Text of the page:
While I didn’t see reports in any livestock publications, even Forbes magazine ran a story on it with this paragraph included:

      “The EPW report titled The Chain of Command: How a Club of Billionaires and Their Foundations Control the Environmental Movement and Obama’s EPA meticulously details how the ‘Billionaires’ Club’ funds nearly all of the major environmental non-government organizations (NGO), many media outlets, and supposed grassroots activists. The Billionaire Report continues by describing the cozy relationship many environmental groups have with the executive branch and the revolving door that makes this possible. In 2011 alone, ten foundations donated upwards of half a billion dollars to environmental causes.”

      In case you are wondering, I am not on the fence on this one. If the true stewards of the land do not grab the bull by horns and direct our industry leaders to quit sitting down with the devil and asking for a slower death, it will come. The bottom line is that too many people are currently profiting with NGOs, and our commodity organizations aren’t run by those who have skin in the game.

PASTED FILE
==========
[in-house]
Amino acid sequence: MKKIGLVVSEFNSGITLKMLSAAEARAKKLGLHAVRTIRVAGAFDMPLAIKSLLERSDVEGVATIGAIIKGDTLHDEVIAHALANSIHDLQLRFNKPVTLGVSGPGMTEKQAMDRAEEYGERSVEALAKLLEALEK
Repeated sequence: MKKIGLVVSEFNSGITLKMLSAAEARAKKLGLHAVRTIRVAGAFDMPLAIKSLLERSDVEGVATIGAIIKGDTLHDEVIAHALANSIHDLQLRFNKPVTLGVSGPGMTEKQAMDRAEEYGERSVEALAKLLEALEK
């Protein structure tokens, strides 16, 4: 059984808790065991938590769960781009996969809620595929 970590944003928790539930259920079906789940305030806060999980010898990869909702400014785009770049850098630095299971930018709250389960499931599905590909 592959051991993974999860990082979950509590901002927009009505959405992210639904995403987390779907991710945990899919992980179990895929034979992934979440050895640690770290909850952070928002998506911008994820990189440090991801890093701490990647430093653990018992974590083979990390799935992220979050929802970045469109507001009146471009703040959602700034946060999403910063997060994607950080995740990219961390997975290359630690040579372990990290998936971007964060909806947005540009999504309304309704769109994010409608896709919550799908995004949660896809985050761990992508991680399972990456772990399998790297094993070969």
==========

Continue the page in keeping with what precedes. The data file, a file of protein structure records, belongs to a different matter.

Every day someone in agriculture is criticizing the global consumer for going along like a bunch of sheep believing the anti-agriculture propaganda without thinking for themselves. It’s time we wake up and take a look at where we are being led. Quit believing everything you are told by these “experts” without thinking and researching it for yourself. Is your operation sustainable enough to pass on from one generation to the next? Take a hard look at how long it has been producing food and ask yourself if you need someone telling you how to raise food for the world!

      Trent Loos is a sixth generation rancher who travels the country to promote the people in agriculture through his public speaking and radio programs. He writes columns for several publications and his work may be found at www.LoosTales.com.

      Date: 10/6/2014

      http://www.hpj.com/archives/2014/oct14/oct6/1001LoosTalesTLrt.cfm#.VDHSICItCAg
      Last edited by dennis1; 10-05-2014, 06:23 PM.

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      • #4